Proposed bill could limit city's power to raise minimum wage - KSWO 7News | Breaking News, Weather and Sports

Proposed bill could limit city's power to raise minimum wage

LAWTON, Okla_Senate Bill 1023 would make it illegal for any municipality or other political subdivision of the state to raise minimum wage.  Recently minimum wage has been a hot topic of discussion across the nation. In Oklahoma it's entering the conversation, again.

Tulsa Senator Dan Newberry wrote the bill which is co-sponsored by recently-elected House Speaker Jeff Hickman.  The bill, if passed, could have a big impact on workers living paycheck to paycheck across the state.

Some lawmakers say things need to change, but that House Bill 1023 wouldn't help at all. State Representative Joe Dorman explained, "Currently, one in six Oklahomans live below the poverty line. Things like this are not helping us in moving the right direction to provide a living wage to many Oklahomans."

But others have argued that raising the minimum wage would hurt both businesses and consumers. Small Business Management Coordinator Angela Ellis said, "How does that help the economy? You're still going to have to increase fuel, and going to have to increase groceries, and you're going to increase daycare"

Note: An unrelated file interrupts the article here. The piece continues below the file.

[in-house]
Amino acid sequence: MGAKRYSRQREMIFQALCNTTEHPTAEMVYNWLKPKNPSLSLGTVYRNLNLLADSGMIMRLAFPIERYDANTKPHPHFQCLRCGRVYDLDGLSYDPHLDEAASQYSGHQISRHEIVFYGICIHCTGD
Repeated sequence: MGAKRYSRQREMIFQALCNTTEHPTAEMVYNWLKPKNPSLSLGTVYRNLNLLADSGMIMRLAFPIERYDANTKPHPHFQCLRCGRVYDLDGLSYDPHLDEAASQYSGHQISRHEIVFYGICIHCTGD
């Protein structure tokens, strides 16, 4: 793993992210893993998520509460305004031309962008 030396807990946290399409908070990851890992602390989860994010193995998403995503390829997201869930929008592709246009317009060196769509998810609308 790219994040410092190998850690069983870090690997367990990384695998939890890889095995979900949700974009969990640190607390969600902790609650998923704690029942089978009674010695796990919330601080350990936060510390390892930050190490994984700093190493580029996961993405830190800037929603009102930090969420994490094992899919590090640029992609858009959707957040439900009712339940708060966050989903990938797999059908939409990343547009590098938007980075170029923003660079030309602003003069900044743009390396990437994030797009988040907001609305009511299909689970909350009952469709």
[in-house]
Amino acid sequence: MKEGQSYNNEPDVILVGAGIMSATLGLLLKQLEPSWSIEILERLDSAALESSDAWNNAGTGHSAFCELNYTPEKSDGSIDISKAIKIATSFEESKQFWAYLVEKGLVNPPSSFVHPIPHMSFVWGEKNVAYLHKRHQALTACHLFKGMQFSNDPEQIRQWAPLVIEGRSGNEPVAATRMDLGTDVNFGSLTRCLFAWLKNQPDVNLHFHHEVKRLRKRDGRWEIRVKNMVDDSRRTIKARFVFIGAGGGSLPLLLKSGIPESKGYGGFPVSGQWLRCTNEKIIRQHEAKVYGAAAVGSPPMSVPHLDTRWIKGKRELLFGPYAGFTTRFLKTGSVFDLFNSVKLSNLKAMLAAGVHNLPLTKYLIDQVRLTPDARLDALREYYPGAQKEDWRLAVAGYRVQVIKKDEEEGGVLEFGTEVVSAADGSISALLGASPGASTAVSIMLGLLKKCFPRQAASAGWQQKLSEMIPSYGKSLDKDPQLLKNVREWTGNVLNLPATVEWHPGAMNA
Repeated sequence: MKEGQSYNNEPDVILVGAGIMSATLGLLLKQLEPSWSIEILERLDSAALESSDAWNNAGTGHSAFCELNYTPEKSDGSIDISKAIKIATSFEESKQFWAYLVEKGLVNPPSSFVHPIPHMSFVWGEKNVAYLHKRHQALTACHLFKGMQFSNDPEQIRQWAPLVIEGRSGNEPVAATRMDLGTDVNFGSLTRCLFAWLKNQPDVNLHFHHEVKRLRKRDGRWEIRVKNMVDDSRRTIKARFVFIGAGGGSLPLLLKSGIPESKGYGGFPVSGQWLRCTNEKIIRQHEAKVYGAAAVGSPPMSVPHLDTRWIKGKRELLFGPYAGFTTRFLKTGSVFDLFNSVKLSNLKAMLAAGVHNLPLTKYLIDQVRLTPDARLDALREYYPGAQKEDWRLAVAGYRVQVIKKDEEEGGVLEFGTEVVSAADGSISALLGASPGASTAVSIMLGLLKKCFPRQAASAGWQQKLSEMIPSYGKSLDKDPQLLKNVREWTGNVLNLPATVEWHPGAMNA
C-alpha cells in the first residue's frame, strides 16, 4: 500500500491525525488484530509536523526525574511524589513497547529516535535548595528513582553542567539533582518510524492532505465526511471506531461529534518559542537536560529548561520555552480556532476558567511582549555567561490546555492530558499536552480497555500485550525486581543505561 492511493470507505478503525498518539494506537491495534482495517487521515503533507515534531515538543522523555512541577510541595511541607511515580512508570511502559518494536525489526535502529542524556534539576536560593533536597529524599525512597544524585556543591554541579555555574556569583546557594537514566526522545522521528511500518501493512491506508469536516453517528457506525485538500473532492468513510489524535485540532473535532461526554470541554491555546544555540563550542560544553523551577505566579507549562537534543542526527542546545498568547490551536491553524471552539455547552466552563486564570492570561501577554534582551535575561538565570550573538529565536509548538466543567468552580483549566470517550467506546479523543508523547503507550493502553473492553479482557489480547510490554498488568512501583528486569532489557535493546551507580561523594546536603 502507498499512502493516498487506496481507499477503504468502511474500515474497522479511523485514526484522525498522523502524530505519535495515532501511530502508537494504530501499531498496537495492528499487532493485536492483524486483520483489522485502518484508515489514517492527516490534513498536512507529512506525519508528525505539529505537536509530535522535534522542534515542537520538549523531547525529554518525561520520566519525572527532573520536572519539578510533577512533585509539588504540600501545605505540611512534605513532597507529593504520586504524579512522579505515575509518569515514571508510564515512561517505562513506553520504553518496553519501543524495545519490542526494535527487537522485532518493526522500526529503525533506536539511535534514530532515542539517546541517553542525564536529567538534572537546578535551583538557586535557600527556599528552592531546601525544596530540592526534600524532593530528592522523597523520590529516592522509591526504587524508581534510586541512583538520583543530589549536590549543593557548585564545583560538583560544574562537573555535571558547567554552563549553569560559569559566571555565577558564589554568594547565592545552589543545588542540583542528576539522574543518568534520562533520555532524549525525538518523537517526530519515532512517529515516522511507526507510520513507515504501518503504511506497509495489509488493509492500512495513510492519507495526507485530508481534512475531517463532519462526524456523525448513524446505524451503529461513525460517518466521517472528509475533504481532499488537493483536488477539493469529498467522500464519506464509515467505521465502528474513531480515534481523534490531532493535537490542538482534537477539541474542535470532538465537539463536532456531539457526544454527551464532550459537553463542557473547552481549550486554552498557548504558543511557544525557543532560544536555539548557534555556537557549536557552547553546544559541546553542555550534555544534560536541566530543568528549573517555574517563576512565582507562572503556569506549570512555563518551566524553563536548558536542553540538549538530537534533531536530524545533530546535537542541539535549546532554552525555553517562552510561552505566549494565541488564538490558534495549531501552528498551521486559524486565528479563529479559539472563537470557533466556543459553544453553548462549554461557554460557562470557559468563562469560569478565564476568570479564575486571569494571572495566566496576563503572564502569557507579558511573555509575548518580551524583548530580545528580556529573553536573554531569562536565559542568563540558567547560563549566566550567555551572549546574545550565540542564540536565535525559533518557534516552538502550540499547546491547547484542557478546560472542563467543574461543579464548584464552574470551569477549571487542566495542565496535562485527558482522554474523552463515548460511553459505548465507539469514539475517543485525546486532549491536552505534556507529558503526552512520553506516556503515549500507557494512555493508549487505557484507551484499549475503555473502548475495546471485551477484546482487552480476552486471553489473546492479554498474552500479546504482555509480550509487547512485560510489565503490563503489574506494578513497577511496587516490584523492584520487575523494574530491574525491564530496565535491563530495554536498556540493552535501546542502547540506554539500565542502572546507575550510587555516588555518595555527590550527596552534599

The passage of the bill could have even bigger implications when it comes to city rights. Many believe towns and cities should be able to handle minimum wage locally, and this bill would make that illegal.  Dorman said, "It's also trampling on the Constitution by saying a city, in Oklahoma does not have the right to raise the minimum wage above what the current state level is.  That's certainly going in the wrong direction."

Dorman says overall the bill reflects the fact that some legislators at the state capitol are disconnected with what people living on minimum wage face everyday.  "The opponents of raising minimum wage are the ones that never made minimum wage. They are not the ones working in the restaurants, living on tips. They are not the ones struggling to make ends meet. They are not the ones living paycheck to paycheck trying to find a way to put food in their kid's mouths."

 If passed, the bill would go into effect July first of this year.

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